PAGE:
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Amid debate, Colorado Springs may join cities banning panhandling

November 15, 2012|By John M. Glionna
  • Signs like this may soon be banned in Colorado Springs, Colo. But there is a debate about whether that goes against the 1st Amendment.
Signs like this may soon be banned in Colorado Springs, Colo. But there is… (Alan Hagman / Los Angeles…)

Colorado Springs, Colo., city officials want to put their collective foot down on a major public headache: panhandling.

Officials in the community south of Denver are poised to outlaw solicitations for cash in a 12-square block area of downtown. The city council this week gave preliminary approval to an ordinance to outlaw various forms of solicitation and the measure is expected to receive final approval Nov. 27.

But Colorado Springs may be headed into some rough legal waters.

Cities large and small nationwide have resorted to the citation book to deal with the issue of homeless people who flag pedestrians and drivers with imploring -- and sometimes humorous -- signs, or sometimes with just an extended hand.

But in a growing number of cases, civil rights groups -- and the panhandlers themselves -- have sued on 1st Amendment grounds.

And the courts appear to be listening.

In Utah earlier this month, the city of American Fork agreed not to enforce its anti-panhandling law after a homeless man who had been cited several times for holding a sign on public sidewalks filed a federal lawsuit claiming the rule selectively barred free speech.

A civil liberties foundation in that state sued American Fork in October on behalf of Steve Ray Evans, claiming the law "discriminates among types of speech" and "depends solely on a person expressing the 'wrong' words."

"In order to bring in enough money to survive, Evans sometimes engages in panhandling," according to the ruling. "He has found holding a sign to be an effective means of communicating with people. He does not approach or speak to people unless invited to do so."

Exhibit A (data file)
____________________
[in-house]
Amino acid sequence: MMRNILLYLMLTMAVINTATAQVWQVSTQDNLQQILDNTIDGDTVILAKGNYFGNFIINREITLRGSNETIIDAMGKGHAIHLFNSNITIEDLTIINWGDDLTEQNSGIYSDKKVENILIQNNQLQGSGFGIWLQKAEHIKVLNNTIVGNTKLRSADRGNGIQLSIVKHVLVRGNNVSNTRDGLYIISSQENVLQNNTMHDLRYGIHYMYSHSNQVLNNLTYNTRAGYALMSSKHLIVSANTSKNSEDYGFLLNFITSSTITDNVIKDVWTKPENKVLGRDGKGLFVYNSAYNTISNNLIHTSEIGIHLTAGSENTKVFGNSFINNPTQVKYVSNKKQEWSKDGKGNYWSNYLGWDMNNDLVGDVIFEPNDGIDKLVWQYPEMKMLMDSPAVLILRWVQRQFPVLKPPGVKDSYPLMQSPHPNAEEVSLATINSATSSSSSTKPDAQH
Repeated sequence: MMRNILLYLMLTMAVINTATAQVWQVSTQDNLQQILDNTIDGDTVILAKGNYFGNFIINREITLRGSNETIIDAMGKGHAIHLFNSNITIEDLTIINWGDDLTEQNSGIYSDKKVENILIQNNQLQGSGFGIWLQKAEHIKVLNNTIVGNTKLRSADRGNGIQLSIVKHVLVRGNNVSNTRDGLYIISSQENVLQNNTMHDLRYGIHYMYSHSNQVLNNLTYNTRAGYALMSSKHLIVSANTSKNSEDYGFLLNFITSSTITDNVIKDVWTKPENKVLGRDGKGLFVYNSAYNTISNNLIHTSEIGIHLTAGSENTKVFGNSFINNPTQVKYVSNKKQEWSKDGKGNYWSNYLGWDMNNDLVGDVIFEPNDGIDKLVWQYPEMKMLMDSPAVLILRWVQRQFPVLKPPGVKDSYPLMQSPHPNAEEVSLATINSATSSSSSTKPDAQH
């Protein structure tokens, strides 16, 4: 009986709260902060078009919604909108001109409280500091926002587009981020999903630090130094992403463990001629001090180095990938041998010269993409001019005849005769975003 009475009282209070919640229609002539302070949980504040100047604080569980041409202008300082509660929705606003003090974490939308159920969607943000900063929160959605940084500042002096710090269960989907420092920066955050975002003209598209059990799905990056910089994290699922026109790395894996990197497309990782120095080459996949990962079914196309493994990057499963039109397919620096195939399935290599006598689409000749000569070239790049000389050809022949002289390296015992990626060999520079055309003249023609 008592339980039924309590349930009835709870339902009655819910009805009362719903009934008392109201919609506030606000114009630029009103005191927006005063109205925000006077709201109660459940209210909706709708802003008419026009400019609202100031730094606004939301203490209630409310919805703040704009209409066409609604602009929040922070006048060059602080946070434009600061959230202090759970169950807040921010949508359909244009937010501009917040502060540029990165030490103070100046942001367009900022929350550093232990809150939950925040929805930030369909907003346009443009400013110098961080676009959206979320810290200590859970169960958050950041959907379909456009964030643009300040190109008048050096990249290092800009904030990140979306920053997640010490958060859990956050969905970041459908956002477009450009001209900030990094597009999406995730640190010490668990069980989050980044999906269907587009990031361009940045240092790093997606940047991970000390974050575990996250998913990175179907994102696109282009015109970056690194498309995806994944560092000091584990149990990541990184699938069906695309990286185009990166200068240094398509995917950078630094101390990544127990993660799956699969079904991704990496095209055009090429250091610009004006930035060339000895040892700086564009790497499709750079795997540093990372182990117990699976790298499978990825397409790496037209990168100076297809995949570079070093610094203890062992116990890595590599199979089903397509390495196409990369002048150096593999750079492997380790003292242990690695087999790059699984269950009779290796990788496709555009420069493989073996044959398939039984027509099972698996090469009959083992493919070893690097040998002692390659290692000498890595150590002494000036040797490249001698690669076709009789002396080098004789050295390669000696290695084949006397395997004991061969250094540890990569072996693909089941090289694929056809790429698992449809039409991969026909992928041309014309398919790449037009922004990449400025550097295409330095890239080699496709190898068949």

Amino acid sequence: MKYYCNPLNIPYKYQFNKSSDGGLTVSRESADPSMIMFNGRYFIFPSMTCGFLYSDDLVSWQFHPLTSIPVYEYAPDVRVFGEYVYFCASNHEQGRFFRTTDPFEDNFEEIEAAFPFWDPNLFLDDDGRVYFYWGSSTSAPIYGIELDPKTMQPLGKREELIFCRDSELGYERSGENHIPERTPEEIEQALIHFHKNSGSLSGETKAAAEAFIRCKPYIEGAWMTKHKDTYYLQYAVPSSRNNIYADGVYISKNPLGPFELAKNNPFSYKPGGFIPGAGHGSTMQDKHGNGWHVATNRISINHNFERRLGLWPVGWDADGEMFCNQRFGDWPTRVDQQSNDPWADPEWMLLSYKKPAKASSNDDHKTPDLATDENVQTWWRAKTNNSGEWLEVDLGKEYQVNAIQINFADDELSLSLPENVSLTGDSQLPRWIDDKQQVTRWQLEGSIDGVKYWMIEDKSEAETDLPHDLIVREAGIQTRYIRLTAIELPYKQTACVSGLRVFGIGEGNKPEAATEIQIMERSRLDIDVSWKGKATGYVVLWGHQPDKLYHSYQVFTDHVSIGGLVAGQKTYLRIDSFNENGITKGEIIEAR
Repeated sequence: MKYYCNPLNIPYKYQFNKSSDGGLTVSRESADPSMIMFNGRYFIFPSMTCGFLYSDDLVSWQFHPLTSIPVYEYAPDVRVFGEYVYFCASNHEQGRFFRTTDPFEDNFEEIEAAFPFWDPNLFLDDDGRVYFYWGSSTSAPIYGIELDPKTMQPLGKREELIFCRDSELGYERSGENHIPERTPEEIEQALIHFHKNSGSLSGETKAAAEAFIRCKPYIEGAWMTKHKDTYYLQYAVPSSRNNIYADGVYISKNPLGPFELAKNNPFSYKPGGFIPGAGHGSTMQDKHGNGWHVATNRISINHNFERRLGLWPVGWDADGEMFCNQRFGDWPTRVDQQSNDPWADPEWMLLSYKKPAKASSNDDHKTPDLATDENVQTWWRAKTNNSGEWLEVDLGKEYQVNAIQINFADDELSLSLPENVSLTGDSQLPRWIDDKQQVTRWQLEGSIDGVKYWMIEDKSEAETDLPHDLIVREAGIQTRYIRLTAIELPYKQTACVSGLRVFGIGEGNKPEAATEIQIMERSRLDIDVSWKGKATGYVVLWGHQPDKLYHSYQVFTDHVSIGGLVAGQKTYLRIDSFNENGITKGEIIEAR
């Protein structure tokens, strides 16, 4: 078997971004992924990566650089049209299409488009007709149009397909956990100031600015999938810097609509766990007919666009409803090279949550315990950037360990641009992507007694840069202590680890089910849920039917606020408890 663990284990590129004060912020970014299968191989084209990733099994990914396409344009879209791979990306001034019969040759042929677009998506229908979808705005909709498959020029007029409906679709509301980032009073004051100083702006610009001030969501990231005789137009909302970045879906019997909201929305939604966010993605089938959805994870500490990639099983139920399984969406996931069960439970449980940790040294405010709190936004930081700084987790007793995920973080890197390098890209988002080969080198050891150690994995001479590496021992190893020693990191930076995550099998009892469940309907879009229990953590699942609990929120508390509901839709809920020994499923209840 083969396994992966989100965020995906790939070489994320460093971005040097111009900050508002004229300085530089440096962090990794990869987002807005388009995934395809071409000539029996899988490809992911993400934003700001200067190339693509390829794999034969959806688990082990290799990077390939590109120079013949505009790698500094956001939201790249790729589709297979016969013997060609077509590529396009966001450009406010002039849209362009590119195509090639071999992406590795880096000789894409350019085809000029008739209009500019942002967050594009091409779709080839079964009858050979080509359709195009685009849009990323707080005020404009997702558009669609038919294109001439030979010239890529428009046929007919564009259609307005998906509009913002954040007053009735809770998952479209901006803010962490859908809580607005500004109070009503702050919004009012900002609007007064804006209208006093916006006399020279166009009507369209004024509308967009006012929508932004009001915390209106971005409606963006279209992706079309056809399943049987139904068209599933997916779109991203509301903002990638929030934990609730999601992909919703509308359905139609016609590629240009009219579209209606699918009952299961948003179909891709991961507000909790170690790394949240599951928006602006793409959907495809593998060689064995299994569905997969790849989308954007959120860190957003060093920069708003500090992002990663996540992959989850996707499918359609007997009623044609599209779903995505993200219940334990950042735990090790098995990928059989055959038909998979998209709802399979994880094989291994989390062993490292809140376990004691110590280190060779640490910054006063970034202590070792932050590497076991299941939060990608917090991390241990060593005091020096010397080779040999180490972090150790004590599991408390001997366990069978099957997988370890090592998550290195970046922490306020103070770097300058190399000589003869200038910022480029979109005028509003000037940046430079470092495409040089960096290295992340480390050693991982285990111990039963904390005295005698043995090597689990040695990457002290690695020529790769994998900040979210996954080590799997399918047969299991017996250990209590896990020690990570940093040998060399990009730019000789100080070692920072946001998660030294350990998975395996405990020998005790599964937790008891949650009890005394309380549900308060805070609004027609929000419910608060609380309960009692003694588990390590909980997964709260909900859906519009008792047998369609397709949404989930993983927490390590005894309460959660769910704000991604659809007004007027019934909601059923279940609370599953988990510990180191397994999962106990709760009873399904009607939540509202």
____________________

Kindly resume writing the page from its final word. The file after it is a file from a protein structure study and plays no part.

American Fork's case against Evans was dismissed and the city paid him $750 in damages. The city also agreed to reimburse $5,327.76 in attorney fees and court costs, according to the Salt Lake City Tribune.

Following Evans’ lawsuit, Salt Lake City decided to stop enforcing the state statute, which makes it illegal to “sit, stand or loiter on or near a roadway” in order to solicit a ride, money, employment or other business. A federal judge later ruled the law was unconstitutional and shouldn't be enforced.

A recent report by the National Law Center on Homelessness and Poverty found a 7% rise nationwide between 2009 and 2011 in the number of communities that passed anti-panhandling laws. The study included 188 cities.

Colorado Springs officials expanded a no-soliciting zone from 6 feet to 20 feet from building entrances downtown and banned soliciting along state highways.

But ACLU officials in Colorado say they have seen the Colorado Springs statute and warn that it’s illegal.

"The city attorney’s office sent me a draft of the new law several months ago and solicited my thoughts," Mark Silverstein, the ACLU’s legal director in Colorado, told the Los Angeles Times. “I told them as it was written, the ordinance was very clearly a violation of the 1st Amendment.”

He added, "One obvious flaw is that it violates the 1st Amendment principal that government can’t choose certain speech it likes while forbidding speech it doesn’t like."

Under the Colorado Springs law, Silverstein said, a person can stand on a downtown street with a sign that reads “Re-elect the mayor” but not one that solicits for breast cancer research. As written, the law also prohibits a Salvation Army Santa from ringing a bell for donations during the holidays or a street musician playing with an open guitar case.

"They want to stop aggressive panhandling but the law strikes down passive non-threatening polite panhandling and every other variety of speech," he said.

Silverstein said he shared his opinions with city officials by email, adding, “I didn’t get a response.”

Colorado Springs City Attorney Chris Melcher told The Times that the city has studied the issue for nearly eight years. In recent months, officials have held five public hearings, consulted hundreds of people, and decided that the future of the city’s downtown depended on a new get-tough law.

He says he does not recall his office sending a draft of the ordinance, adding he is open to their input.

"What people have failed to say is that these ordinances have also been upheld in communities nationwide," Melcher said, pointing out that the city had based the language for its law on a similar code in Fort Lauderdale, Fla., which has been upheld on appeal.

"We know what we’re doing," he said. "We’ve done the research."

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